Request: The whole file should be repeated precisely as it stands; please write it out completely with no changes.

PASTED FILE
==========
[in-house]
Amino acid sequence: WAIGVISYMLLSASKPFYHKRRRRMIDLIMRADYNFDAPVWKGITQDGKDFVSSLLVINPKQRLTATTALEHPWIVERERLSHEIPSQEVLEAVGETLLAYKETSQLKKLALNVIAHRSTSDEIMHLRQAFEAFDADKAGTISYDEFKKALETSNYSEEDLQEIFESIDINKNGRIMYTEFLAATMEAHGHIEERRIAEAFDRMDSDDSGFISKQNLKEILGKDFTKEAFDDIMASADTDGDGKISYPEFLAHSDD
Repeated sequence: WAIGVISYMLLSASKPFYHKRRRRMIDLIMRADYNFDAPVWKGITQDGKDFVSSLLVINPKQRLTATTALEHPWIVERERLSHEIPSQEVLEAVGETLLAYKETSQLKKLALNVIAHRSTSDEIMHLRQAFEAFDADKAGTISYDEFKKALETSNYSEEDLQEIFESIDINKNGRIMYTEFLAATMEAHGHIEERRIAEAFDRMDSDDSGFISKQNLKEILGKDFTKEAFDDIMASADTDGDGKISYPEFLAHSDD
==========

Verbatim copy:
[in-house]
Amino acid sequence: WAIGVISYMLLSASKPFYHKRRRRMIDLIMRADYNFDAPVWKGITQDGKDFVSSLLVINPKQRLTATTALEHPWIVERERLSHEIPSQEVLEAVGETLLAYKETSQLKKLALNVIAHRSTSDEIMHLRQAFEAFDADKAGTISYDEFKKALETSNYSEEDLQEIFESIDINKNGRIMYTEFLAATMEAHGHIEERRIAEAFDRMDSDDSGFISKQNLKEILGKDFTKEAFDDIMASADTDGDGKISYPEFLAHSDD
Repeated sequence: WAIGVISYMLLSASKPFYHKRRRRMIDLIMRADYNFDAPVWKGITQDGKDFVSSLLVINPKQRLTATTALEHPWIVERERLSHEIPSQEVLEAVGETLLAYKETSQLKKLALNVIAHRSTSDEIMHLRQAFEAFDADKAGTISYDEFKKALETSNYSEEDLQEIFESIDINKNGRIMYTEFLAATMEAHGHIEERRIAEAFDRMDSDDSGFISKQNLKEILGKDFTKEAFDDIMASADTDGDGKISYPEFLAHSDD